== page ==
Nuclear Weapons Ban Monitor 2022 is out
As fear of nuclear war surged to the highest levels since the Cold War in 2022, the global arsenal of nuclear weapons available for use by the armed forces of the nine nuclear-armed states has increased, shows the latest edition of the Nuclear Weapons Ban Monitor, which was launched on 29 March 2023. See the key findings and download the report here.
26 Mar 2023
The world’s nuclear arsenals at the beginning of 2023
The prohibitions of the TPNW in 2022
Call for tenders: Researchers for the 2022 edition of the Nuclear Weapons Ban Monitor
Norwegian People’s Aid (NPA) calls for tenders for senior research consultancy services for the production of the 2022 edition of the Nuclear Weapons Ban Monitor. The scope of the services sought are 5-10 consultancies for up to 400 hours each in the period November 2022-March 2023, depending on the combination of the qualifications and availability of the chosen bidders.
Russia and the prohibition on threatening to use nuclear weapons
Stuart Casey-Maslen has written an insightful blog for the Nuclear Weapons Ban Monitor about the statement by Dimitri Medvedev on 27 September 2022 that Russia had the right to defend itself with nuclear weapons if pushed beyond its limits, including to defend annexed territory in Ukraine, and that this was “certainly not a bluff”. Medvedev's statement raises interesting—as well as disturbing—questions under international law.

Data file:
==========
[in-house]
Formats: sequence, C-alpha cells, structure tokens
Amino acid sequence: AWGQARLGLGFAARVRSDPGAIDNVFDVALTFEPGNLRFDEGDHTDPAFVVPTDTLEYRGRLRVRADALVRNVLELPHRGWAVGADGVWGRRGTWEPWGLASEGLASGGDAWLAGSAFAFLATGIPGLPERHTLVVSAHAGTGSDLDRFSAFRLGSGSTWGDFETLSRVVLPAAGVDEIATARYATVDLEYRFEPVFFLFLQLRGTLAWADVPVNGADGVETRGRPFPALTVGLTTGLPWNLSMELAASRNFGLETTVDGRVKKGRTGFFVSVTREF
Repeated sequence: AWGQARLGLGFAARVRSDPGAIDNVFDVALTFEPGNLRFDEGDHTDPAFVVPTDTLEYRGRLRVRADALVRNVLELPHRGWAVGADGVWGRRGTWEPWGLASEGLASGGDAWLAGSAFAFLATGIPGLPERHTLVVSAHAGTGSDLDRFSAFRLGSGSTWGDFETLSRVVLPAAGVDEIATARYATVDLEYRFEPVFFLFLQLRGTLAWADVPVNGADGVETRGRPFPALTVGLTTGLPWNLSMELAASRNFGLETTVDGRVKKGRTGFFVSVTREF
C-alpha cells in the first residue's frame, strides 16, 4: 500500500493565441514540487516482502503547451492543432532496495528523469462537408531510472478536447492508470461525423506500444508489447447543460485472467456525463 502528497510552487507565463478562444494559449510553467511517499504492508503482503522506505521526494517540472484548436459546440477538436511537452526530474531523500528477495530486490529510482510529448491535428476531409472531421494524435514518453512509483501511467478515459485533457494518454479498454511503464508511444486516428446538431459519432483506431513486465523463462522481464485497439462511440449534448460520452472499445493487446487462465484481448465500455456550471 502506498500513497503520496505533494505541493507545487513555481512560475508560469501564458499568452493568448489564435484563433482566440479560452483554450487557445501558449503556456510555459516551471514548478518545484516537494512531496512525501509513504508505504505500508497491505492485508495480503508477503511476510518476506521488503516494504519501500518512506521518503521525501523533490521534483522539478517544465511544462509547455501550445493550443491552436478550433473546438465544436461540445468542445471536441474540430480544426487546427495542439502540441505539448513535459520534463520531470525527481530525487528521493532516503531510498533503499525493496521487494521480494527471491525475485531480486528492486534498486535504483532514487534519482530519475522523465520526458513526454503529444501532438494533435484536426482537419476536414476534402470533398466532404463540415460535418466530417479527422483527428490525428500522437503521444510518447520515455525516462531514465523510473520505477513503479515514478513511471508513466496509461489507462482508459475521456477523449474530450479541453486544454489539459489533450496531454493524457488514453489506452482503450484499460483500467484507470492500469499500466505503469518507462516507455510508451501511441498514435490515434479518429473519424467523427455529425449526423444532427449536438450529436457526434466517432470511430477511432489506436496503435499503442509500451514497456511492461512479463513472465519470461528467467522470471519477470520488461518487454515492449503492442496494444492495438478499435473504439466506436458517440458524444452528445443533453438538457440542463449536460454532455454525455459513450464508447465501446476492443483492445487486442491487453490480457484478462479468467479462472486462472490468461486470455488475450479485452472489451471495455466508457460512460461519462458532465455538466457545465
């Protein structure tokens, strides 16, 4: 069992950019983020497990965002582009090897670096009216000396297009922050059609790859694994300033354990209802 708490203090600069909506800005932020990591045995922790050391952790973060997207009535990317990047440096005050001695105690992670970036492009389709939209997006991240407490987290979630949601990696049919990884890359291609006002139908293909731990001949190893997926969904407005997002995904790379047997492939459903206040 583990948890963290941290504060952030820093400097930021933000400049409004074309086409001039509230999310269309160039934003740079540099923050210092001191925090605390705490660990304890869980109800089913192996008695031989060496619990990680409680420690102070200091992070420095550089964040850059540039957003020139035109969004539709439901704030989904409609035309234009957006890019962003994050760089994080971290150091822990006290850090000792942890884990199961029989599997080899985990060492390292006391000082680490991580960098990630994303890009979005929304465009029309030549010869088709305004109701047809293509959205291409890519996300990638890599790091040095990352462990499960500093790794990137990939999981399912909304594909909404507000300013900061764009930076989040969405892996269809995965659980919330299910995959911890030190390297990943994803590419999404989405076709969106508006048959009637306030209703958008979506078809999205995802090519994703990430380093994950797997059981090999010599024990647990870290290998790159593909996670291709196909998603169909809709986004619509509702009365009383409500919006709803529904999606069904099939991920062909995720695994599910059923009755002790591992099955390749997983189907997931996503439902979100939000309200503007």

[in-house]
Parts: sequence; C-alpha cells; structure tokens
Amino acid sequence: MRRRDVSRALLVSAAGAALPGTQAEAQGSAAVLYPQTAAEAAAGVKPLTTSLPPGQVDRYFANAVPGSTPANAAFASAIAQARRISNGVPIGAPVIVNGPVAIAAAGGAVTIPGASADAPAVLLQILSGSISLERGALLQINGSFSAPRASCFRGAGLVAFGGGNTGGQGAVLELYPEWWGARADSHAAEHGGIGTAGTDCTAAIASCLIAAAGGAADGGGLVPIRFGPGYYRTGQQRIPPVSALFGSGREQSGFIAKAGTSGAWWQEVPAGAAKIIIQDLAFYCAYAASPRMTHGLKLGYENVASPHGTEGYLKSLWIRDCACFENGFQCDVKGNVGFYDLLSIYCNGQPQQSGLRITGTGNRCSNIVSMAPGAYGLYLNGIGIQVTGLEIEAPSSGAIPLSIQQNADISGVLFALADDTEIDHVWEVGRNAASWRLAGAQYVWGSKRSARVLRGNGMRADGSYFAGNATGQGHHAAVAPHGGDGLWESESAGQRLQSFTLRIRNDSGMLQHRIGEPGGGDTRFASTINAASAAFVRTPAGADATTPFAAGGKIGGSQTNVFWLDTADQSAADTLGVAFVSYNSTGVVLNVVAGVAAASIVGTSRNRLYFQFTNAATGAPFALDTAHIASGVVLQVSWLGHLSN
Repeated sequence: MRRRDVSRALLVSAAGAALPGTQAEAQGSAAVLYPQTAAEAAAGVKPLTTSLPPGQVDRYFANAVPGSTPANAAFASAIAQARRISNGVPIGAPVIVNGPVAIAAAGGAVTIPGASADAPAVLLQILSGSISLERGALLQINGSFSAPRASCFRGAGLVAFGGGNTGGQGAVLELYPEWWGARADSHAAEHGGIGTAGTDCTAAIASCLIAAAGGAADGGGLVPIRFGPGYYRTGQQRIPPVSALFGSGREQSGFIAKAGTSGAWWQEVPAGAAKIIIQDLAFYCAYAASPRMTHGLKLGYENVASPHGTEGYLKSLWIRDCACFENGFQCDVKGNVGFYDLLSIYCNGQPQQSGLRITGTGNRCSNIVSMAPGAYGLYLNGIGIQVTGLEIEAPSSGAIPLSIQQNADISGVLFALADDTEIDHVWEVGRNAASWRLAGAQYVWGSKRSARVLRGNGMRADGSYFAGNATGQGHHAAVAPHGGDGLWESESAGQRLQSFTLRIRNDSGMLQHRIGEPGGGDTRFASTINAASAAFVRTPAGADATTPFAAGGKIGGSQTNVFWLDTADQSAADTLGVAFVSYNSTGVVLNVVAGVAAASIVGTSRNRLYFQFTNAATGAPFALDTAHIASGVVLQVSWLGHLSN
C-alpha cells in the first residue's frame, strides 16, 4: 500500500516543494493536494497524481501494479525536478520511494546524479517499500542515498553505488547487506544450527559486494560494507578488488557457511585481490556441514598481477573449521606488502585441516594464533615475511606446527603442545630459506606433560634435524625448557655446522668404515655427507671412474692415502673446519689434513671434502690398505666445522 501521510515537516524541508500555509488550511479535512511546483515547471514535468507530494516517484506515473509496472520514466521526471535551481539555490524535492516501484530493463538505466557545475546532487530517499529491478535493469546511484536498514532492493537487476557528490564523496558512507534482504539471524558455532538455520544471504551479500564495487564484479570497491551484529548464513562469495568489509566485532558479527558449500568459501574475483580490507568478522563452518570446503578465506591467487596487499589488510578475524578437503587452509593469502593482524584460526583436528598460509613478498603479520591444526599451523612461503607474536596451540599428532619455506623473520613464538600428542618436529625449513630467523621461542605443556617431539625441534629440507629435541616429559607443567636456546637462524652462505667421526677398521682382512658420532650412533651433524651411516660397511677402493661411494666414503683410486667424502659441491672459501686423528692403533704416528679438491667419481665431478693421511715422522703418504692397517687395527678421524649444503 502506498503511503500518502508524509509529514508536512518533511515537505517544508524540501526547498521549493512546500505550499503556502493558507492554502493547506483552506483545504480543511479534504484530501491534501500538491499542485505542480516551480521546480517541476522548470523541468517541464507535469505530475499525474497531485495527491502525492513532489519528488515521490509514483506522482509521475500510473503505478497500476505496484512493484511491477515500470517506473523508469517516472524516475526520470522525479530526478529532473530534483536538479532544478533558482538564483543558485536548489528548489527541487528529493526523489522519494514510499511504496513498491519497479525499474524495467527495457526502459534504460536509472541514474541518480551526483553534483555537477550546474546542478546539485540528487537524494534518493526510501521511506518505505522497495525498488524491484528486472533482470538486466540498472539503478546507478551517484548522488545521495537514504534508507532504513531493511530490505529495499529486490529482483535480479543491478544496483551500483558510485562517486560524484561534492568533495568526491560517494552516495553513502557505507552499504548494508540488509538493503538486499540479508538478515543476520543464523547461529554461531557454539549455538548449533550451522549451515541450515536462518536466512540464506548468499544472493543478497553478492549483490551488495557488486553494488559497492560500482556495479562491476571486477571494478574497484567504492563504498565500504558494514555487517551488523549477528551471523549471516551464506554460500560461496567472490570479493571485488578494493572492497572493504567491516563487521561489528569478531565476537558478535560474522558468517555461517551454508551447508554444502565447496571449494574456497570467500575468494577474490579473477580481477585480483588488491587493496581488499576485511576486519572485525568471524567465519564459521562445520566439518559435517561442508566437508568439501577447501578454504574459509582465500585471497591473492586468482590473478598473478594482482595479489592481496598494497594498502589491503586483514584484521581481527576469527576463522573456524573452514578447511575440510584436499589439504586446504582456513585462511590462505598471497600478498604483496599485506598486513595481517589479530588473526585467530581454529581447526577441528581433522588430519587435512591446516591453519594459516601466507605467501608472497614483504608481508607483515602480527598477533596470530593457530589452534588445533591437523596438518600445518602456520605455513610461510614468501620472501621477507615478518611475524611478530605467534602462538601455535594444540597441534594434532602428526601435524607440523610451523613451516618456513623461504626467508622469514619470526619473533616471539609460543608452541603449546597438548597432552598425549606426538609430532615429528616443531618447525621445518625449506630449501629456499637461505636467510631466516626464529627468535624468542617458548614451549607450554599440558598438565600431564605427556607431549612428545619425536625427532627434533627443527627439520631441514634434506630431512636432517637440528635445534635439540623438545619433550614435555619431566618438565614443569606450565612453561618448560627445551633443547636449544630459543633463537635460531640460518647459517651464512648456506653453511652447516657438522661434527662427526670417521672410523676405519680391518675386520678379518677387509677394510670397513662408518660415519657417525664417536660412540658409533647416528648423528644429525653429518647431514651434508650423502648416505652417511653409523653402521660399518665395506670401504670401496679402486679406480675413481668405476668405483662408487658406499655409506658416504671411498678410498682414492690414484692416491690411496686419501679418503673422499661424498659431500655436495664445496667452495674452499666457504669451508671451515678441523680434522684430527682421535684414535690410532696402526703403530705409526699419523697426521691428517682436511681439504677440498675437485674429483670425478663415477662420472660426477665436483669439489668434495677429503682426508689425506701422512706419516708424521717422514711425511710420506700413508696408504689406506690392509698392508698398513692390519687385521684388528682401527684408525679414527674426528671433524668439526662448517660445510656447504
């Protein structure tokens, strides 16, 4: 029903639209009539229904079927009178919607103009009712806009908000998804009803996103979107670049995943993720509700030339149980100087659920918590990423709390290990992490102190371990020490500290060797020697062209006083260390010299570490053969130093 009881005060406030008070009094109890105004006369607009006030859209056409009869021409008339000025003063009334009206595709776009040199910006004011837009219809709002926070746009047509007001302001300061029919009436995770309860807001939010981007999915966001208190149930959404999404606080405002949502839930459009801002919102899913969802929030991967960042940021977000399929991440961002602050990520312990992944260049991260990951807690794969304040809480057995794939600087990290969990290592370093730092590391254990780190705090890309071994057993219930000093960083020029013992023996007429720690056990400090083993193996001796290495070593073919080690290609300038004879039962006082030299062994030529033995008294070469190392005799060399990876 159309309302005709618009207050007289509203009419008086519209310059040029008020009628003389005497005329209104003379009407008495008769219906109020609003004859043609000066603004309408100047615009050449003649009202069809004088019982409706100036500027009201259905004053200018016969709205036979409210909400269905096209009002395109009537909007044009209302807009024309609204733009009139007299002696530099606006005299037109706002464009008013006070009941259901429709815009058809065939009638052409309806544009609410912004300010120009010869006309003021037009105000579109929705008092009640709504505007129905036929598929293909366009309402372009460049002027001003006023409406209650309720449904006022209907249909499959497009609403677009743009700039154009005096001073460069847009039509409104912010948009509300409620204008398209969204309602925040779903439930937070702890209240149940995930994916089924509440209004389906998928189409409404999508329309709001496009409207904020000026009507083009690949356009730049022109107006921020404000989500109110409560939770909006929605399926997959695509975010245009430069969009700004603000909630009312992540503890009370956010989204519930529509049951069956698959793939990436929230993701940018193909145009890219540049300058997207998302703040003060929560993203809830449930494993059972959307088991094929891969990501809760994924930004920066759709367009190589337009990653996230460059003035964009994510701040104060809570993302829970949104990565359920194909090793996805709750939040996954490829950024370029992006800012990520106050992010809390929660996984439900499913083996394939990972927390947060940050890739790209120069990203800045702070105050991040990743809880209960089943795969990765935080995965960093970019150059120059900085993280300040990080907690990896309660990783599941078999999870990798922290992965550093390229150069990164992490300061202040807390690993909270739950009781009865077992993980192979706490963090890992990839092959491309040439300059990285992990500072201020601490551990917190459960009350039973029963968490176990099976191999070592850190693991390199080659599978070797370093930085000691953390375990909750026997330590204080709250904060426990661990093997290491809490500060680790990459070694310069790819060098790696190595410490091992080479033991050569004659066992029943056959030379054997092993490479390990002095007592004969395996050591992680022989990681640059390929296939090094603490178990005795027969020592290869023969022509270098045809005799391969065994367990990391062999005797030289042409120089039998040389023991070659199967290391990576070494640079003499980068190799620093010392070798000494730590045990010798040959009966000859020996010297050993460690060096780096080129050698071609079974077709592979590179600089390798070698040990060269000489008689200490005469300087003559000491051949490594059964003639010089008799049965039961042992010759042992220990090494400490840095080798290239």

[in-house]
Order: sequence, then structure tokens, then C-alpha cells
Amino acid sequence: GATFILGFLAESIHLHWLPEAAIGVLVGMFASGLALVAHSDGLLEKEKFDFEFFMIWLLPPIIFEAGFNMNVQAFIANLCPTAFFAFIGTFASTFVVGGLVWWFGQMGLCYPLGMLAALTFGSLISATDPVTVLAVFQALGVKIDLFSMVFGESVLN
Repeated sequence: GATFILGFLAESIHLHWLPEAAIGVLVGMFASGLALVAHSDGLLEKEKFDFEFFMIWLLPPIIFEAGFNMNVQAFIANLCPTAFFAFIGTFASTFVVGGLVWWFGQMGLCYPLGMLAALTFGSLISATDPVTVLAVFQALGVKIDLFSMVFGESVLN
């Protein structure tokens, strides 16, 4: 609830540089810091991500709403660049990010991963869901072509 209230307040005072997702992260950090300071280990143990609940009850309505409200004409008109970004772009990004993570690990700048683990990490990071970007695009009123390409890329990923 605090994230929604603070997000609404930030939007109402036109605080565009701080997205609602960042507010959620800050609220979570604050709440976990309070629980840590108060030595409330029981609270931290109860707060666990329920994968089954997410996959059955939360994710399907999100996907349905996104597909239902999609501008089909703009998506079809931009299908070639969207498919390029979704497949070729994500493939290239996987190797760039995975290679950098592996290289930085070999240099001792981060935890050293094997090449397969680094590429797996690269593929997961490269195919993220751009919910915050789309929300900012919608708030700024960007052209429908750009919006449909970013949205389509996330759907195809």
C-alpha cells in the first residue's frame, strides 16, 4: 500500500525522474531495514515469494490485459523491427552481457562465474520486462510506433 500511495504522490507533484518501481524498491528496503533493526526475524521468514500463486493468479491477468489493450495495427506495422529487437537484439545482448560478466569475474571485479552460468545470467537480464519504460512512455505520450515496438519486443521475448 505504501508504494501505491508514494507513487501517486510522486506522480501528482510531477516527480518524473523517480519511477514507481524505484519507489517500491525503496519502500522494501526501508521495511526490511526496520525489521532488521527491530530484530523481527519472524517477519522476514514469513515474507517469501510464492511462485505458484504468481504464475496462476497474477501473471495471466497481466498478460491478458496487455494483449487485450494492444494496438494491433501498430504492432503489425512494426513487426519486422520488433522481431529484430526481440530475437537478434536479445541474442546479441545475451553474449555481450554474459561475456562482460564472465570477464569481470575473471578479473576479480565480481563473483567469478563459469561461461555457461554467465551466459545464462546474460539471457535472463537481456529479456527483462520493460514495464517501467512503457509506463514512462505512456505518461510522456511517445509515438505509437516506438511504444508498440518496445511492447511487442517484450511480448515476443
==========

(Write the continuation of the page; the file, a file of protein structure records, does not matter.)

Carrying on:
Stockpile of nuclear weapons available for use is increasing
The nine nuclear-armed states had a combined arsenal of 12,705 nuclear warheads at the beginning of 2022.
Ukraine and the nuclear temperature
BLOG POST: The tragedy of the Russian invasion of Ukraine and the suffering of Ukrainian civilians faced with the siege tactics of Russian ground and air forces has also served to raise the nuclear temperature.
The United Kingdom plans to violate the NPT
The UK Government announced on 16 March that it will massively increase its nuclear arsenal and thus its military ability to obliterate cities around the world.
The TPNW has entered into force
On 22 January 2021, the Treaty on the Prohibition of Nuclear Weapons entered into force as binding, international law for its first 50 states parties. This marked a milestone in the global community’s efforts to eliminate nuclear weapons.